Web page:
Critical Commentary Objective
This media analysis of religion encourages us to reflect critically on media coverage of world events and to apply critical thinking to our understanding of religiously related phenomena. The Critical Commentary project is intended to advocate creativity and personal strengths and interests when presenting your research. It is hoped that these skills will prove advantageous in future professional environments and reveal the personal transformative power inherent within individuals for social change and the promotion of shared values in a global environment.
Analyze media coverage surrounding a theme, story, or event that has occurred during the semester. You should be examining at least ten (10) different media sources on a given subject. Present your own critical analysis of the topic in light of what you have learned in class, referring to specific readings or class discussions. In your analysis students should critique media sources. This is not a research report or history of a given subject. Your goal is assess the reporting on a given narrative, critique the presentation of you chosen theme, and evaluate the possible consequences of the media’s presentation of your topic.
The Critical Commentary project is open to your own creative interpretation. Please do not let technology intimidate or limit you in your creativity but please do not bite off more than you can chew. If you are comfortable with your writing and believe that is your best form of communication than please feel free to write a final critical analysis of Islam in the media. However, communication is not only done through literary products and other mediums are often more effective in transferring meaning than traditional forms of written communication (e.g. A picture is worth a thousand words). I an encourage you to employ your own creative strengths if they do not inhibit a timely presentation of your analysis.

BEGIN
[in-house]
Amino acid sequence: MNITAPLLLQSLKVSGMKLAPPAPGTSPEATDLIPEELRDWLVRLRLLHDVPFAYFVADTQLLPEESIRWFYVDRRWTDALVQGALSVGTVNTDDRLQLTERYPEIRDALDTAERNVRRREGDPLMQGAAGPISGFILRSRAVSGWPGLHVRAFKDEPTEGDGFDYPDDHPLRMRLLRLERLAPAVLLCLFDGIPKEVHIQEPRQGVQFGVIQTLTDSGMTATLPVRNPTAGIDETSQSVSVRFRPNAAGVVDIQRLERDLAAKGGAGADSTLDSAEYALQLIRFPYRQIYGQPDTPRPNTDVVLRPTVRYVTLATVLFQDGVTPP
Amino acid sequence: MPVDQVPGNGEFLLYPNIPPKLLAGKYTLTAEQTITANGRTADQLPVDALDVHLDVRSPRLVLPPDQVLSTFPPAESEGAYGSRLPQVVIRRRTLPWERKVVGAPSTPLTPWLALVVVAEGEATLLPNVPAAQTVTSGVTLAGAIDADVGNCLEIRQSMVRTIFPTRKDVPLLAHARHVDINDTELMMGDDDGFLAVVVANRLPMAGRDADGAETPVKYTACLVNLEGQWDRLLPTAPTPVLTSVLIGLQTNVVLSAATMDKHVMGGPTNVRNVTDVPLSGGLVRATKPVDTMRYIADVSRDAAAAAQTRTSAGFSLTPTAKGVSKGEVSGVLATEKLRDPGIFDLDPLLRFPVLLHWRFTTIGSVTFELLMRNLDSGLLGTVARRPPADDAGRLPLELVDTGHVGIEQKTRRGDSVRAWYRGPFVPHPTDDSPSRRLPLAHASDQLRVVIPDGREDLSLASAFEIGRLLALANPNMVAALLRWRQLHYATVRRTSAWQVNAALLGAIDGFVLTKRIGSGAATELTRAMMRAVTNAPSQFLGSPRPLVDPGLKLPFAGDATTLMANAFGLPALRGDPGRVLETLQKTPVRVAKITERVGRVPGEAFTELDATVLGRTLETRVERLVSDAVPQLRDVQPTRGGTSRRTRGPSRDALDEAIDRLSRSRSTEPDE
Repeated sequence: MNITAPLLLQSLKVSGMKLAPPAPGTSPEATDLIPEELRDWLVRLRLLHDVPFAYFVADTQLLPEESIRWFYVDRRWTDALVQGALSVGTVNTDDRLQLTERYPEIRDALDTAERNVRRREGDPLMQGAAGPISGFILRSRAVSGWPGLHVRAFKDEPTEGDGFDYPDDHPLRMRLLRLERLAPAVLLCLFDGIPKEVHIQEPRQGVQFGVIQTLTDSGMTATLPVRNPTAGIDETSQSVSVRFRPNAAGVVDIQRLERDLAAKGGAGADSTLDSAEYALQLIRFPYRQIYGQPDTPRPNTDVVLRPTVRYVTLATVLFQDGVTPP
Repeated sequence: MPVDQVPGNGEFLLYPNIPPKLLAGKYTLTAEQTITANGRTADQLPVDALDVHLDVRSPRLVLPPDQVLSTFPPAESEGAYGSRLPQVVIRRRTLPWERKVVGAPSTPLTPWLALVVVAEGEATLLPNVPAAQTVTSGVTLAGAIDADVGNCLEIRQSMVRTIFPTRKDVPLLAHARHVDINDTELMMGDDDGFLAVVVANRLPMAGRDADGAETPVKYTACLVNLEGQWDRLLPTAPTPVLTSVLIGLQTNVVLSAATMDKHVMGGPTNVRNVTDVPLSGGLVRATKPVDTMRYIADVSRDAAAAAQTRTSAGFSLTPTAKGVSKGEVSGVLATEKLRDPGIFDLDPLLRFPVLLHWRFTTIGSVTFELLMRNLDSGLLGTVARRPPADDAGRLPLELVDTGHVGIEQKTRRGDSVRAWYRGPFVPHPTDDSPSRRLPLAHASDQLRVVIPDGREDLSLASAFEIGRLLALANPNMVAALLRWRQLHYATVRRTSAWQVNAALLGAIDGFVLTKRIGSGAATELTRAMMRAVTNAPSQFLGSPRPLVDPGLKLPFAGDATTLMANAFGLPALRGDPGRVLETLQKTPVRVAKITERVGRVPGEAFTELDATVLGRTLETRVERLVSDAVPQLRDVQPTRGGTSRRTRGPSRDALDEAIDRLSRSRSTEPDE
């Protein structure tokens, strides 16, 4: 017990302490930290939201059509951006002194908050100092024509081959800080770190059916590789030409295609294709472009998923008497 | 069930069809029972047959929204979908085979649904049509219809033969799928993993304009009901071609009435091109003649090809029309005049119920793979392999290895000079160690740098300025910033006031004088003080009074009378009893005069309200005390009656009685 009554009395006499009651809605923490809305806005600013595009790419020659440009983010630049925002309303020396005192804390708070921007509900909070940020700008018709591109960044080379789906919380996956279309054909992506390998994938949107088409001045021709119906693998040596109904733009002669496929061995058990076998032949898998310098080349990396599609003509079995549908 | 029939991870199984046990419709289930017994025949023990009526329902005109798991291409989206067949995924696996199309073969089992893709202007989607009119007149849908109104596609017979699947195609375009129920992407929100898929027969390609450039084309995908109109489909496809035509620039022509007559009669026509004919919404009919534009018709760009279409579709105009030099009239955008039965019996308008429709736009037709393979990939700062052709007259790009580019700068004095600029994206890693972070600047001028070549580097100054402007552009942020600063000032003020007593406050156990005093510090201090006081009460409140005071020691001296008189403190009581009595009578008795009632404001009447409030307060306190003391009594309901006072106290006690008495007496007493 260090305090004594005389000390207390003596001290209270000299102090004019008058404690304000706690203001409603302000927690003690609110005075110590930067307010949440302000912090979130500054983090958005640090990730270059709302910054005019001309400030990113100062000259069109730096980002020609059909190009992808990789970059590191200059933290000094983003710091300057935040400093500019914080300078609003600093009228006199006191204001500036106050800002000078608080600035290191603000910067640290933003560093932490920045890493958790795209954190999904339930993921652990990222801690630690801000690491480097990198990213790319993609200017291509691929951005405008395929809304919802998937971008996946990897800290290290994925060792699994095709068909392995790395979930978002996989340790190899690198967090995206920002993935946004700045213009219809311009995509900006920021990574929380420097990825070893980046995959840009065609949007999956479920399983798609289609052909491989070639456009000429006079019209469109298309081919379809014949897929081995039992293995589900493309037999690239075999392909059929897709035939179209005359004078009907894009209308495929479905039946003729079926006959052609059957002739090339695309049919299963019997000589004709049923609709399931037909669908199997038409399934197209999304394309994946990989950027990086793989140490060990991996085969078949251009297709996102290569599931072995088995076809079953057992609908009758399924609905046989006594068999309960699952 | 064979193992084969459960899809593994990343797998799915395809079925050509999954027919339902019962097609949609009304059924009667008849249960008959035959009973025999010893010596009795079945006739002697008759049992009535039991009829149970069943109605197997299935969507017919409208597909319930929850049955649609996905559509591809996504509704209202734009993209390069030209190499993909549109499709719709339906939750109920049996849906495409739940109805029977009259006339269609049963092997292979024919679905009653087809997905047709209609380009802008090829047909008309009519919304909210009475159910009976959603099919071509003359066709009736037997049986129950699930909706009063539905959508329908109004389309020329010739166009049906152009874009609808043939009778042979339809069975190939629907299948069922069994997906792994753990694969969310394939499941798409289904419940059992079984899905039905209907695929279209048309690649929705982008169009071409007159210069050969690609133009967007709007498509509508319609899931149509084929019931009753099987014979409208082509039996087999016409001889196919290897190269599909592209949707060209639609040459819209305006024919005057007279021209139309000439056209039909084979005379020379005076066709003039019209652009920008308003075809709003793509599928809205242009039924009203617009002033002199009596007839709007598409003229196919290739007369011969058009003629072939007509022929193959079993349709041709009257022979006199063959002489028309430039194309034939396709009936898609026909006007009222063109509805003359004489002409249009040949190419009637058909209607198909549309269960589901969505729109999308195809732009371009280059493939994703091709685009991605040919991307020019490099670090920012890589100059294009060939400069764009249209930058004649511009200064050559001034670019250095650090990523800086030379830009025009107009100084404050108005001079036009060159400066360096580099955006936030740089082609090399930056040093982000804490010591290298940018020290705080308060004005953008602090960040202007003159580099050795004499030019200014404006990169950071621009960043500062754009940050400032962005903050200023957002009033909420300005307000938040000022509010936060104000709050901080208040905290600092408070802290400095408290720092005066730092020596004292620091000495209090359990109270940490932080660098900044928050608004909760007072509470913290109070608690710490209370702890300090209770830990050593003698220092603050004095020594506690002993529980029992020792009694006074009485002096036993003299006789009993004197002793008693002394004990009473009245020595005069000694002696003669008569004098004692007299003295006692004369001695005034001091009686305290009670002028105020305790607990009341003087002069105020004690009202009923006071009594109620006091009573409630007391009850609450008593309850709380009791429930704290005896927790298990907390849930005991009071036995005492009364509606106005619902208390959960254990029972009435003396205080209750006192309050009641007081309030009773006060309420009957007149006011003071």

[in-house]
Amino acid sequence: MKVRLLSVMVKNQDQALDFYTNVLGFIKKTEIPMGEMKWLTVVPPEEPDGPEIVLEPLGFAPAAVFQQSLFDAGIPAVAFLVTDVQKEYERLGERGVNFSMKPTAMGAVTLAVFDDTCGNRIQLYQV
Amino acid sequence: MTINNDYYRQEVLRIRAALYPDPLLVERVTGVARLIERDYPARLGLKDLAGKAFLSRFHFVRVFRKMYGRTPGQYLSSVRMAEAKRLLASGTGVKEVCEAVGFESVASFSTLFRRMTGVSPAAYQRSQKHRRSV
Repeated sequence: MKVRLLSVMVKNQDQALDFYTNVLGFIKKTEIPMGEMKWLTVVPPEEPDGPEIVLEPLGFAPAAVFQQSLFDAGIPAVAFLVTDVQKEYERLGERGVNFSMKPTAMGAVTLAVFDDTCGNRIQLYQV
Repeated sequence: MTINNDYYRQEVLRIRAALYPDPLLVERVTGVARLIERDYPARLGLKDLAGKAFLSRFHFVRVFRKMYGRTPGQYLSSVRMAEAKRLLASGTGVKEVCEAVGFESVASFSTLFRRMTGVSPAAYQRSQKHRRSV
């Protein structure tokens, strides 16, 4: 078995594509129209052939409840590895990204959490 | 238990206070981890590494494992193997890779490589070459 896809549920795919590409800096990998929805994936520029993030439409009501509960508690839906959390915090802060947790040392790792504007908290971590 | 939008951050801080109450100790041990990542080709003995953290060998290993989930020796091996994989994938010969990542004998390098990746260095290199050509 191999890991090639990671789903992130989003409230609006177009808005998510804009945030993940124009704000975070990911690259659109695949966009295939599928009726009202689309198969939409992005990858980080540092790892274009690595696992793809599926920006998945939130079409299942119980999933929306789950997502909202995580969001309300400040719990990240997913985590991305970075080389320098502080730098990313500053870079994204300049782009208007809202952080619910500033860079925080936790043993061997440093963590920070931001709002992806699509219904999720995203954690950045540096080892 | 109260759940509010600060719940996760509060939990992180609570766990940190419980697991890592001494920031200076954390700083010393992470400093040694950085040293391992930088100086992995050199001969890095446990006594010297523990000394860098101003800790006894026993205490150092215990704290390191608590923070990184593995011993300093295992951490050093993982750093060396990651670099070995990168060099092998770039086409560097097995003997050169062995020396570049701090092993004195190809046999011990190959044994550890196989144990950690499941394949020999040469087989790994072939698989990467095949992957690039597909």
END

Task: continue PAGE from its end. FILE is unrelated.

You are welcome to produce
a written analysis (roughly 1500 words)
an audio podcast
digital annotated photo album
or any another approved presentation
Syrian Civil War (Video New Report)
The Hijab in the Media (Video & Essay)
Pervez Musharraf’s Return to Pakistan (Audio Podcast)
Possible analytical questions we should consider about individual articles:
(1) Content: What issues, people or events were covered? Who wrote this article? Which religions were covered? Which religions and issues are left out? What is the argument of the article?
(2) First Impressions: What impressions do the headline and first paragraph give? How do they define the situation? Are photographs or other illustrations used? Do they give a positive or negative impression of their subject? Why?
(3) Language: Which words or phrases are used repeatedly or are given emphasis? Are name-calling or stereotypes used? Are broad generalizations used or did the writer qualify his/her observations? What is the general tone of the coverage, especially about religion? Give examples.
(4) Sources: Is it possible to identify the sources of information used in the coverage? Are these sources reliable? Why? Can you differentiate between facts and opinions in the coverage? Give examples.
(5) Perspective: What point of view is being promoted? Who are the “good guys” and “bad guys” in the reporting? What emotions does the coverage stir up?